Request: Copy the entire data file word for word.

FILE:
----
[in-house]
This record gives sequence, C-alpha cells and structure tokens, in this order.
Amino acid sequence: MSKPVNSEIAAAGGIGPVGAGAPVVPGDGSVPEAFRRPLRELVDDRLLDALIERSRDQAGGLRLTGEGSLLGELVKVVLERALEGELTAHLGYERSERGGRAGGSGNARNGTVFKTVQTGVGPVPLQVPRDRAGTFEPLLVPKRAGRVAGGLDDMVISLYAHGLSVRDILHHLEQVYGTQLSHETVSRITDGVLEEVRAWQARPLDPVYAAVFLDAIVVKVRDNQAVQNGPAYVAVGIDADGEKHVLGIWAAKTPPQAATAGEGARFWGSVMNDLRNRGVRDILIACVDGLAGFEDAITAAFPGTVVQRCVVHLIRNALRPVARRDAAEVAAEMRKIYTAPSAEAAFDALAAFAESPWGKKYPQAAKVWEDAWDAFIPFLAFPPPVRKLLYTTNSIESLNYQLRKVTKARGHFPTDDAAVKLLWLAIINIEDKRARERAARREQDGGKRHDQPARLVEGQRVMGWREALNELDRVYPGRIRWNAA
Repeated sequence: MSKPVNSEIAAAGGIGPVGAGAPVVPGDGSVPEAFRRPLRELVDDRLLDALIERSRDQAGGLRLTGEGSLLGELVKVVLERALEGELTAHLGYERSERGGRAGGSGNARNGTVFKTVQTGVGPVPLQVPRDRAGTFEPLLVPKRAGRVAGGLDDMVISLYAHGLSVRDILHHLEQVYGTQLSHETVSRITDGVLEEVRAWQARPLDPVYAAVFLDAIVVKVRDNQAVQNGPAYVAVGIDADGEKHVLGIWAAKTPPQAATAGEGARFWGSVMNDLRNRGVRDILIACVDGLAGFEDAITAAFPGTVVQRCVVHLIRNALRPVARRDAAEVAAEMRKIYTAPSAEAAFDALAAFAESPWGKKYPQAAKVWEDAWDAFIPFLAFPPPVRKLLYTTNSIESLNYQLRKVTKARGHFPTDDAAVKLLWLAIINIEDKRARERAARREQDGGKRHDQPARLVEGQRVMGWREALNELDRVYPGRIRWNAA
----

[in-house]
This record gives sequence, C-alpha cells and structure tokens, in this order.
Amino acid sequence: MSKPVNSEIAAAGGIGPVGAGAPVVPGDGSVPEAFRRPLRELVDDRLLDALIERSRDQAGGLRLTGEGSLLGELVKVVLERALEGELTAHLGYERSERGGRAGGSGNARNGTVFKTVQTGVGPVPLQVPRDRAGTFEPLLVPKRAGRVAGGLDDMVISLYAHGLSVRDILHHLEQVYGTQLSHETVSRITDGVLEEVRAWQARPLDPVYAAVFLDAIVVKVRDNQAVQNGPAYVAVGIDADGEKHVLGIWAAKTPPQAATAGEGARFWGSVMNDLRNRGVRDILIACVDGLAGFEDAITAAFPGTVVQRCVVHLIRNALRPVARRDAAEVAAEMRKIYTAPSAEAAFDALAAFAESPWGKKYPQAAKVWEDAWDAFIPFLAFPPPVRKLLYTTNSIESLNYQLRKVTKARGHFPTDDAAVKLLWLAIINIEDKRARERAARREQDGGKRHDQPARLVEGQRVMGWREALNELDRVYPGRIRWNAA
Repeated sequence: MSKPVNSEIAAAGGIGPVGAGAPVVPGDGSVPEAFRRPLRELVDDRLLDALIERSRDQAGGLRLTGEGSLLGELVKVVLERALEGELTAHLGYERSERGGRAGGSGNARNGTVFKTVQTGVGPVPLQVPRDRAGTFEPLLVPKRAGRVAGGLDDMVISLYAHGLSVRDILHHLEQVYGTQLSHETVSRITDGVLEEVRAWQARPLDPVYAAVFLDAIVVKVRDNQAVQNGPAYVAVGIDADGEKHVLGIWAAKTPPQAATAGEGARFWGSVMNDLRNRGVRDILIACVDGLAGFEDAITAAFPGTVVQRCVVHLIRNALRPVARRDAAEVAAEMRKIYTAPSAEAAFDALAAFAESPWGKKYPQAAKVWEDAWDAFIPFLAFPPPVRKLLYTTNSIESLNYQLRKVTKARGHFPTDDAAVKLLWLAIINIEDKRARERAARREQDGGKRHDQPARLVEGQRVMGWREALNELDRVYPGRIRWNAA